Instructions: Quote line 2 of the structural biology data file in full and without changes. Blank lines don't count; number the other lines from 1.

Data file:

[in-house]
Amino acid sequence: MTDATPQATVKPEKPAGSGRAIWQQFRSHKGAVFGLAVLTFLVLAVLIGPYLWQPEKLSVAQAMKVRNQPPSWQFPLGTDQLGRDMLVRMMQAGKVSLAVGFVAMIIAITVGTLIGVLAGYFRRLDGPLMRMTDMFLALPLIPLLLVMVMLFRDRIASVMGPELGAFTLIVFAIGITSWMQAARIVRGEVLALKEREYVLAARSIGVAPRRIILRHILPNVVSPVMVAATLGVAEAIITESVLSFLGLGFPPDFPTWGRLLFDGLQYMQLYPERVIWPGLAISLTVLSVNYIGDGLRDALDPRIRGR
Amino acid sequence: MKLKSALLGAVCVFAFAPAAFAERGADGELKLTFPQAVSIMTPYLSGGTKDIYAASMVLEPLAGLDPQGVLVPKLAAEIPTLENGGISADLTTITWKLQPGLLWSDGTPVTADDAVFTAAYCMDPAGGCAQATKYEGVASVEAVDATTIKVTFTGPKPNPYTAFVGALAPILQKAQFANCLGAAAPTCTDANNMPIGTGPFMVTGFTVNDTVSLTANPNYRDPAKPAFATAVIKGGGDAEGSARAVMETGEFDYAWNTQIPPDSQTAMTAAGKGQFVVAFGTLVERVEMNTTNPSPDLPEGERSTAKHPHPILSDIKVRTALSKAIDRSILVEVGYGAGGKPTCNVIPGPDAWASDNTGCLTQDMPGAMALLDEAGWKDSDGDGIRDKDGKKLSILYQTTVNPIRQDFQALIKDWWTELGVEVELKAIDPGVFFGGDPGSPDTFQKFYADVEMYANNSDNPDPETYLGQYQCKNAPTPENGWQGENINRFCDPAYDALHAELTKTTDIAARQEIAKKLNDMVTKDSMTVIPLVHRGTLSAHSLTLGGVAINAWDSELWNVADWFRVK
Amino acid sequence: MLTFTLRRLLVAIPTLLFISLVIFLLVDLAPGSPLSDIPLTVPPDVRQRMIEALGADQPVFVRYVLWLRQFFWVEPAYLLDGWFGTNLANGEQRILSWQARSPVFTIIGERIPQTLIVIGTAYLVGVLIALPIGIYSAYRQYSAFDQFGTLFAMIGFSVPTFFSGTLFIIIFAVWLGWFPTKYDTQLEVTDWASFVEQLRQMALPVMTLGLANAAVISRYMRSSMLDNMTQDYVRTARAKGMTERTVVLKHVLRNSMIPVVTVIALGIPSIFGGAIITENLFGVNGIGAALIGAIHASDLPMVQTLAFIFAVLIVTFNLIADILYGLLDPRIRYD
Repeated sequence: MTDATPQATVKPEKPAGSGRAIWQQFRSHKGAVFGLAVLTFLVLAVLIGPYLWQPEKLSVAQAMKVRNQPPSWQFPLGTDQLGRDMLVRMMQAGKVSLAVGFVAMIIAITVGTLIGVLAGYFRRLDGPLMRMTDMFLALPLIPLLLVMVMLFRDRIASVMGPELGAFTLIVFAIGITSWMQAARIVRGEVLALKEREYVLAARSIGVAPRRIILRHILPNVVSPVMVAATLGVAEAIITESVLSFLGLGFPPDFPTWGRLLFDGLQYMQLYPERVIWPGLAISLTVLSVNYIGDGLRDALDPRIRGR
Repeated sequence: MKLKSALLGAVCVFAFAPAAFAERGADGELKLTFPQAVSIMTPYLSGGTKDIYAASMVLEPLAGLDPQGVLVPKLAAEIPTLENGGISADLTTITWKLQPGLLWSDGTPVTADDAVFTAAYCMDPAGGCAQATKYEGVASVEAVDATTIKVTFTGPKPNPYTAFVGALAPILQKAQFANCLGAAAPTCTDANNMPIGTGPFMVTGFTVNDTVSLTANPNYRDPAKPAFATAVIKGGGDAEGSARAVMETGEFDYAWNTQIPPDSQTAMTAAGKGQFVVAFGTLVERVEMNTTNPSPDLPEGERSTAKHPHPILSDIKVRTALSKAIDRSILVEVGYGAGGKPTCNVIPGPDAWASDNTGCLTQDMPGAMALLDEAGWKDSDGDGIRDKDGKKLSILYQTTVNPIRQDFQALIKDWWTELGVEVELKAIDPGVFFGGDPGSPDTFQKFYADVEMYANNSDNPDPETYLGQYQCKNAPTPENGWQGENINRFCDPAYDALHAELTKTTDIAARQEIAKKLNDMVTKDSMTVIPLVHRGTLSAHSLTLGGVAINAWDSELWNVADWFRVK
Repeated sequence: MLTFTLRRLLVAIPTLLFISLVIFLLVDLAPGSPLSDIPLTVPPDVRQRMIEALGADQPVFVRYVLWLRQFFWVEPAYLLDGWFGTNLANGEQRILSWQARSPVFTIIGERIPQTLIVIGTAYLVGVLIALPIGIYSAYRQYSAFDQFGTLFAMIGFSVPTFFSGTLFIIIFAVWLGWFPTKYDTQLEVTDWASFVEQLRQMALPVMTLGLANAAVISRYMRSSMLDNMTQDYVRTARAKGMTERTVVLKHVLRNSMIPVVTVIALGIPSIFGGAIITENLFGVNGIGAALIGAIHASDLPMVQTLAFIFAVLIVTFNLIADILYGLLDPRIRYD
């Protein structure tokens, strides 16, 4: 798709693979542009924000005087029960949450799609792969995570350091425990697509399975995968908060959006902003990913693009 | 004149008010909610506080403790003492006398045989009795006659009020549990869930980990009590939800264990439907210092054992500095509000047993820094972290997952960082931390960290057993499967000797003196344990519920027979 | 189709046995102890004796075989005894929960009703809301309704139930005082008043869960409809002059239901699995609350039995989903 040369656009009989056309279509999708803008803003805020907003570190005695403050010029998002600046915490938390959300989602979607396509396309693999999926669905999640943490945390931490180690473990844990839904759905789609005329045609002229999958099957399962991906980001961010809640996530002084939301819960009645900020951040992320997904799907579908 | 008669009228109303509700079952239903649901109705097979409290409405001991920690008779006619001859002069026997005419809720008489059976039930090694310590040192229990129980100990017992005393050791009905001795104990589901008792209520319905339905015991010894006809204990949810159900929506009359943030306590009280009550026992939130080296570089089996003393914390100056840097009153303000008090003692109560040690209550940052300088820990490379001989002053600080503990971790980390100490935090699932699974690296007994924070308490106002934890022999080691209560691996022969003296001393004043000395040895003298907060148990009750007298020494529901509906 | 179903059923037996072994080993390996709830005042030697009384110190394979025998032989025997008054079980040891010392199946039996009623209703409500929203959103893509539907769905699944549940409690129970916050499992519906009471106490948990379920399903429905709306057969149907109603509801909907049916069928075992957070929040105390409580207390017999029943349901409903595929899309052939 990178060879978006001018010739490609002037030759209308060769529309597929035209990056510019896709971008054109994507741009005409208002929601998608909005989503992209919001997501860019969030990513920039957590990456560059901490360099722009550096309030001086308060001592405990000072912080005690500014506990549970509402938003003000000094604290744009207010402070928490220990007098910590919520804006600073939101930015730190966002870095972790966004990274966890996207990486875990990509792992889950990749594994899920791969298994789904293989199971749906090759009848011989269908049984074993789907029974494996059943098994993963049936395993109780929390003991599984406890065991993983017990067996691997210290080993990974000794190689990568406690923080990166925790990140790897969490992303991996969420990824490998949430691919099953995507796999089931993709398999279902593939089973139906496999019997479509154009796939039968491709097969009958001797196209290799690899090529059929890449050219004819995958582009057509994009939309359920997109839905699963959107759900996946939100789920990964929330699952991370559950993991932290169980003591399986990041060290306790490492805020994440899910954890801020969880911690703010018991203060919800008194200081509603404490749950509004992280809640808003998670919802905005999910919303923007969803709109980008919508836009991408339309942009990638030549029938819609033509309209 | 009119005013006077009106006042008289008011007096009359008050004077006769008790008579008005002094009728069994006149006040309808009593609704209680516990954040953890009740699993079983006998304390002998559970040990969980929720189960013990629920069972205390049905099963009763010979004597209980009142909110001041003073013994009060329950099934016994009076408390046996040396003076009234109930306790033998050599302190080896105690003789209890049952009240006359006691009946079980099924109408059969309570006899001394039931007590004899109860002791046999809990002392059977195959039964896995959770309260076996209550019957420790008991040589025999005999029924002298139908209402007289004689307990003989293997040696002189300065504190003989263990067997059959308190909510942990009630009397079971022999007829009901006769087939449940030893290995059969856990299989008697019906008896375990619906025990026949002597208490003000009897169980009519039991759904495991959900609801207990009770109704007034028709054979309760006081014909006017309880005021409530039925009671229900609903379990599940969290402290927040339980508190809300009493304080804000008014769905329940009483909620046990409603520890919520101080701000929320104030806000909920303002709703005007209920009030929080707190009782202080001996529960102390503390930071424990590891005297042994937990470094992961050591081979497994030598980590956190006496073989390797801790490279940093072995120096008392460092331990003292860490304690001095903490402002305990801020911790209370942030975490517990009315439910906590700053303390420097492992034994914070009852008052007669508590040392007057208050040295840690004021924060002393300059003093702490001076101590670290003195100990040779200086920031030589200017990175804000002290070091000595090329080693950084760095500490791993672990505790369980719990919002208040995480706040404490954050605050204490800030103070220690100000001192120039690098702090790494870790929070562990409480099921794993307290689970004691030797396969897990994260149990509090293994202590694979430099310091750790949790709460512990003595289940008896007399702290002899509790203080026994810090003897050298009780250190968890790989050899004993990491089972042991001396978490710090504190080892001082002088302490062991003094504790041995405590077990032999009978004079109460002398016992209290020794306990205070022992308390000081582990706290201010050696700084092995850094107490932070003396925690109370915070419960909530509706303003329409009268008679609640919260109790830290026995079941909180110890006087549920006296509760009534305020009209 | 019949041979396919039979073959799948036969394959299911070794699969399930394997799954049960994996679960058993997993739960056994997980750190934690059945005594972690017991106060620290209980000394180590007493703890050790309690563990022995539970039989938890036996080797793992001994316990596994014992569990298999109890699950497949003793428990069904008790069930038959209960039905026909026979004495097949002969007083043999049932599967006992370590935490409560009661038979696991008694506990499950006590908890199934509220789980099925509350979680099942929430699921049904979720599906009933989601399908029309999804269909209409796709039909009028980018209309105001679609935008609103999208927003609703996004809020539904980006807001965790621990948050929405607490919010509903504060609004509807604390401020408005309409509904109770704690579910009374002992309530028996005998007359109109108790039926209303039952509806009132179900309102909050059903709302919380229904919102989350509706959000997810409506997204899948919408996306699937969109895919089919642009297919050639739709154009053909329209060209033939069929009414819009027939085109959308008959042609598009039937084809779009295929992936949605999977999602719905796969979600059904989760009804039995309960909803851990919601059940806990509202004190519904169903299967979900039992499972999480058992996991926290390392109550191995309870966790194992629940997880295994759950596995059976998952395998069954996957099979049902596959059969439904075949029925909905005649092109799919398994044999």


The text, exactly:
Amino acid sequence: MTDATPQATVKPEKPAGSGRAIWQQFRSHKGAVFGLAVLTFLVLAVLIGPYLWQPEKLSVAQAMKVRNQPPSWQFPLGTDQLGRDMLVRMMQAGKVSLAVGFVAMIIAITVGTLIGVLAGYFRRLDGPLMRMTDMFLALPLIPLLLVMVMLFRDRIASVMGPELGAFTLIVFAIGITSWMQAARIVRGEVLALKEREYVLAARSIGVAPRRIILRHILPNVVSPVMVAATLGVAEAIITESVLSFLGLGFPPDFPTWGRLLFDGLQYMQLYPERVIWPGLAISLTVLSVNYIGDGLRDALDPRIRGR